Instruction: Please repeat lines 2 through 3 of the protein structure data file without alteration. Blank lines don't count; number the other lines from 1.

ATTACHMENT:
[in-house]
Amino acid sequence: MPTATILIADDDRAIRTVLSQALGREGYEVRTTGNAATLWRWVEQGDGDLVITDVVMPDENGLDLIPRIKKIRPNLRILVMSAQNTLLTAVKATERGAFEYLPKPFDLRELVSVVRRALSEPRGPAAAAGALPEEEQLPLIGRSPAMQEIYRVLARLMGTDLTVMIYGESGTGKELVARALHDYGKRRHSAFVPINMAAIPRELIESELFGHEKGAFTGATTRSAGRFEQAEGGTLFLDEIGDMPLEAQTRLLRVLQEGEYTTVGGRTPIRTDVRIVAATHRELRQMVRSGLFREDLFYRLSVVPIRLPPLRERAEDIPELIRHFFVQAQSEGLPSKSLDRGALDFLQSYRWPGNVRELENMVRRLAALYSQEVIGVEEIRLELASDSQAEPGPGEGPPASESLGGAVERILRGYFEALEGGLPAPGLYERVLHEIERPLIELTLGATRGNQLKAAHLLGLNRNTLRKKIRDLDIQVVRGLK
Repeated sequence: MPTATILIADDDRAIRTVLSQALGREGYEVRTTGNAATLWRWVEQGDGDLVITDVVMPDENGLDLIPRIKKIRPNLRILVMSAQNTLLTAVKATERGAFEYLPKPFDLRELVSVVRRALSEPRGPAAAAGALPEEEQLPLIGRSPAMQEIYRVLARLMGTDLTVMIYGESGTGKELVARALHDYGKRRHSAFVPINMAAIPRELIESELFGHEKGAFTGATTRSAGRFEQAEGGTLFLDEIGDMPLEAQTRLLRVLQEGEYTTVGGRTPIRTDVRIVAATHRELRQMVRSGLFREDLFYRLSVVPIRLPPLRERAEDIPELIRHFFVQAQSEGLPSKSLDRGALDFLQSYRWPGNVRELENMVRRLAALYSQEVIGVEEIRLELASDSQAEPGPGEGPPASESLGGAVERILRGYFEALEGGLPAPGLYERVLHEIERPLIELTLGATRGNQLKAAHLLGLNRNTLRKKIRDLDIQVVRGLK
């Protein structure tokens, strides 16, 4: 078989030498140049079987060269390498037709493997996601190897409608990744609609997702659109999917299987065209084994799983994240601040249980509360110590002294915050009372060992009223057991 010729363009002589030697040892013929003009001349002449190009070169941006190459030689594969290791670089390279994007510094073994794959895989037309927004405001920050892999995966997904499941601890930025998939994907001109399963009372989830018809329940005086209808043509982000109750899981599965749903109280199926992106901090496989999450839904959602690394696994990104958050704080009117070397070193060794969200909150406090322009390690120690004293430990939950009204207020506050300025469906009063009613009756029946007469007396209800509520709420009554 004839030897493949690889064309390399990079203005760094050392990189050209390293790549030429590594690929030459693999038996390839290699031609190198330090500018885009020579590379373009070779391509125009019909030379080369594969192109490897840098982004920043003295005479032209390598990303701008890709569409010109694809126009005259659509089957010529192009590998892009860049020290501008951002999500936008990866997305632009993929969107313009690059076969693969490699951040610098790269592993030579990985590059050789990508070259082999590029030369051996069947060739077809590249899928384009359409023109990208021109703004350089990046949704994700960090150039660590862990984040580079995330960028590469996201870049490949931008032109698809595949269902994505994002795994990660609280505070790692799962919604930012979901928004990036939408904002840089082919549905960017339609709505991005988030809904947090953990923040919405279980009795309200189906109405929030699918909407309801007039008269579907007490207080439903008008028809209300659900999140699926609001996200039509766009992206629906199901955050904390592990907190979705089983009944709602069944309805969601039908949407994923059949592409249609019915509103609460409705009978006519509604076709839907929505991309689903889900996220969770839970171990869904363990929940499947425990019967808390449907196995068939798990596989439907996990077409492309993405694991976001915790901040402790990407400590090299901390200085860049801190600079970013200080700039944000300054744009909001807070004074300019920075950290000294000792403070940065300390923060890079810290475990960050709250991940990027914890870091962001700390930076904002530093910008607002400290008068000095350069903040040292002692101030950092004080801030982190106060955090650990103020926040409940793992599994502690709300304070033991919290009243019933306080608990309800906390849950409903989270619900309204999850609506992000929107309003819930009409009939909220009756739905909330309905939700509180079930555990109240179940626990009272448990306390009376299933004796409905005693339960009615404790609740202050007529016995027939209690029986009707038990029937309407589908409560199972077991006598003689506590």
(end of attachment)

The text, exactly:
Amino acid sequence: MPTATILIADDDRAIRTVLSQALGREGYEVRTTGNAATLWRWVEQGDGDLVITDVVMPDENGLDLIPRIKKIRPNLRILVMSAQNTLLTAVKATERGAFEYLPKPFDLRELVSVVRRALSEPRGPAAAAGALPEEEQLPLIGRSPAMQEIYRVLARLMGTDLTVMIYGESGTGKELVARALHDYGKRRHSAFVPINMAAIPRELIESELFGHEKGAFTGATTRSAGRFEQAEGGTLFLDEIGDMPLEAQTRLLRVLQEGEYTTVGGRTPIRTDVRIVAATHRELRQMVRSGLFREDLFYRLSVVPIRLPPLRERAEDIPELIRHFFVQAQSEGLPSKSLDRGALDFLQSYRWPGNVRELENMVRRLAALYSQEVIGVEEIRLELASDSQAEPGPGEGPPASESLGGAVERILRGYFEALEGGLPAPGLYERVLHEIERPLIELTLGATRGNQLKAAHLLGLNRNTLRKKIRDLDIQVVRGLK
Repeated sequence: MPTATILIADDDRAIRTVLSQALGREGYEVRTTGNAATLWRWVEQGDGDLVITDVVMPDENGLDLIPRIKKIRPNLRILVMSAQNTLLTAVKATERGAFEYLPKPFDLRELVSVVRRALSEPRGPAAAAGALPEEEQLPLIGRSPAMQEIYRVLARLMGTDLTVMIYGESGTGKELVARALHDYGKRRHSAFVPINMAAIPRELIESELFGHEKGAFTGATTRSAGRFEQAEGGTLFLDEIGDMPLEAQTRLLRVLQEGEYTTVGGRTPIRTDVRIVAATHRELRQMVRSGLFREDLFYRLSVVPIRLPPLRERAEDIPELIRHFFVQAQSEGLPSKSLDRGALDFLQSYRWPGNVRELENMVRRLAALYSQEVIGVEEIRLELASDSQAEPGPGEGPPASESLGGAVERILRGYFEALEGGLPAPGLYERVLHEIERPLIELTLGATRGNQLKAAHLLGLNRNTLRKKIRDLDIQVVRGLK